Well, here we are again. Another year, another January where many studios and distributors are wrestling with the continued hype around awards season as the big prizes as they edge ever closer. January was also known to many as something of a no man’s land, a time when those films that don’t have too much support from said studios get dumped (mostly horror, strangely) with little or no fanfare, but the buck has changed in recent times with Bad Boys For Life becoming a huge success this month when it seemed for all the world it wasn’t going to work. We have another dose of scary goings on this month as is the norm, and this is just one of them.
Something of a reimagining rather than straight remake, The Grudge is the latest in a long line of similar films that comes to the screen via Sam Raimi‘s Ghost House production studio and a pretty gripping trailer that went down a storm last year. Sadly, as is becoming more and more frequent, it’s a case of all the “good” stuff was in said tease with nothing much left over to fill this ones runtime, in fact it’s hard to pick out anything from this dull endeavour.
Taking its cue from the 2002 original with a splash of the US remake from two years later, this one tells a few adjoining stories across a few years that all revolve around a spooky house in rural America: detective Muldoon (Andrea Riseborough) investigating a dead body found in a dump car in the forest with her new partner Goodman (Demian Bechir) who may know more than he lets on: real estate parents-to-be (John Cho and Betty Gilpin) who are trying to sell the same house; a married couple of fifty years (Frankie Faison and Lin Shaye) dealing with the after effects and stresses of illness.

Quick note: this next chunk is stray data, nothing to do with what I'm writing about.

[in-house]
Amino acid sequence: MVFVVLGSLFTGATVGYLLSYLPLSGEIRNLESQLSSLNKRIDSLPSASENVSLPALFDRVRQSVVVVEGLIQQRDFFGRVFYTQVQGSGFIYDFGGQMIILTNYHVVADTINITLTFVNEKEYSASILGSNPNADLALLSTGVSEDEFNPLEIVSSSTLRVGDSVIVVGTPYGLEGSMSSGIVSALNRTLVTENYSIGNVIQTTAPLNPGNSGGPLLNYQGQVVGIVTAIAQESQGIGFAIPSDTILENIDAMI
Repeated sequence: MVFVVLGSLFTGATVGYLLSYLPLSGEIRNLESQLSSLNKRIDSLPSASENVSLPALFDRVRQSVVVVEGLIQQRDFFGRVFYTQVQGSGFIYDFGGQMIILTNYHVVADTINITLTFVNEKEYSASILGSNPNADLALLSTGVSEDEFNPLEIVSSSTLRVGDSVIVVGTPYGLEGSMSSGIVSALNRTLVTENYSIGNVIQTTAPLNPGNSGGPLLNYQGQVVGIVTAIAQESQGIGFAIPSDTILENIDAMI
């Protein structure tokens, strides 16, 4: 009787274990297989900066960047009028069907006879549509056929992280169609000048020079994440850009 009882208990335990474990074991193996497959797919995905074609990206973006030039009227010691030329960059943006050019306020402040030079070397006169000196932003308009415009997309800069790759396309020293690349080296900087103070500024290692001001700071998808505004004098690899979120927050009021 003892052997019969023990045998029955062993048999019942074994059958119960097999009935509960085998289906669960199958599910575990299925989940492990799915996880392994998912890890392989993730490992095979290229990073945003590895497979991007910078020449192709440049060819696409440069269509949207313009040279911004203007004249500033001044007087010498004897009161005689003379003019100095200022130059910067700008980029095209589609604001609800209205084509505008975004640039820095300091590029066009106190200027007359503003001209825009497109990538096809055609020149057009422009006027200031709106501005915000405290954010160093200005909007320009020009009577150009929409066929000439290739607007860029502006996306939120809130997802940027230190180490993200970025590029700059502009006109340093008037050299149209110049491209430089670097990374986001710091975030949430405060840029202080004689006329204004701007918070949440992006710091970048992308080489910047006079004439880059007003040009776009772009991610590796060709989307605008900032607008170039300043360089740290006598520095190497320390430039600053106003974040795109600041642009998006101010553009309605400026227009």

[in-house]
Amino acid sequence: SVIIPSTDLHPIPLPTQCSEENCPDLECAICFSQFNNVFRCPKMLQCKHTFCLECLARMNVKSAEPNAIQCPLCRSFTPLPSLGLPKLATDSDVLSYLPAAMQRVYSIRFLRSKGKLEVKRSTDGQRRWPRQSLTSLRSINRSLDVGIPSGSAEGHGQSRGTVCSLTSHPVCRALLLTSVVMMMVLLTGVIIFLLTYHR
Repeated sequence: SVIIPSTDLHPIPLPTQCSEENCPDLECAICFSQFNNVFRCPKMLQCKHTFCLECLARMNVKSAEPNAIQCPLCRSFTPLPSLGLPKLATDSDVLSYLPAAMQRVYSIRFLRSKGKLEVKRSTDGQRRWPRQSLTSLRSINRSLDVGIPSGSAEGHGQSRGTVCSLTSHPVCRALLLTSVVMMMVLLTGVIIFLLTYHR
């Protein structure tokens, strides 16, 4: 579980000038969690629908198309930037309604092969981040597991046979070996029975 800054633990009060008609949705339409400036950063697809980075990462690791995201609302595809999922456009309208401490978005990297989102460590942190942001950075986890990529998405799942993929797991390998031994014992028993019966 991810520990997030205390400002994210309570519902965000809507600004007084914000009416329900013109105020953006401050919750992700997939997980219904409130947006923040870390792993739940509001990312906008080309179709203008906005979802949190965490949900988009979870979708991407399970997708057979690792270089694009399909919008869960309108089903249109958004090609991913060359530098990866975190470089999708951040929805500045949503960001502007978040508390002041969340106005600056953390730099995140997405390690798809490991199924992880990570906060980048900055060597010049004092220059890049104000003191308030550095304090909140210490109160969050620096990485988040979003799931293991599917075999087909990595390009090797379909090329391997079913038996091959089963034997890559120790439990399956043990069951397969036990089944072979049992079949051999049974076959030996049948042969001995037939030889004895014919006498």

The biggest problem with The Grudge, as with countless other horrors, is that for the most part almost all the characters end up making decisions that no sane human being would ever make: shall we go up the scary stairs even though we know we shouldn’t? Should we stick our head in a bath full of water when seconds before the sight and smell repulsed us? Shall we go do the exact opposite of what we have been told? Ok, the last one is the most likely given humanity’s need to rebel but the rest is right. How are we supposed to be scared or invested in our characters and their relationships when nothing that happens is what would actually happen? Cheap jump scares and lazy writing, that’s how.
The pedigree involved here should have been more than capable of coming up with something fresher and more thoughtful than this but such is the desire to go down the route it does undermines it’s filmmakers and pretty stellar cast, such a shame. The film was met with pretty dire reviews on its US release a few weeks ago and it’s hard to disagree: The Grudge 2020 is the epitome of a January horror film (nay, film, period) that seemed like a good idea at the time and now it’s too late to really do anything but recoup what they can. It’s only early, but this is easily one of the biggest disappointments of the year.
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Horror, Mystery | USA, 2020 | 15 | 24th January 2020 (UK) | Sony Pictures Releasing | Dir.Nicolas Pesce | Andrea Riseborough, Demián Bichir, Lin Shaye, Junko Bailey, John Cho, Betty Gilpin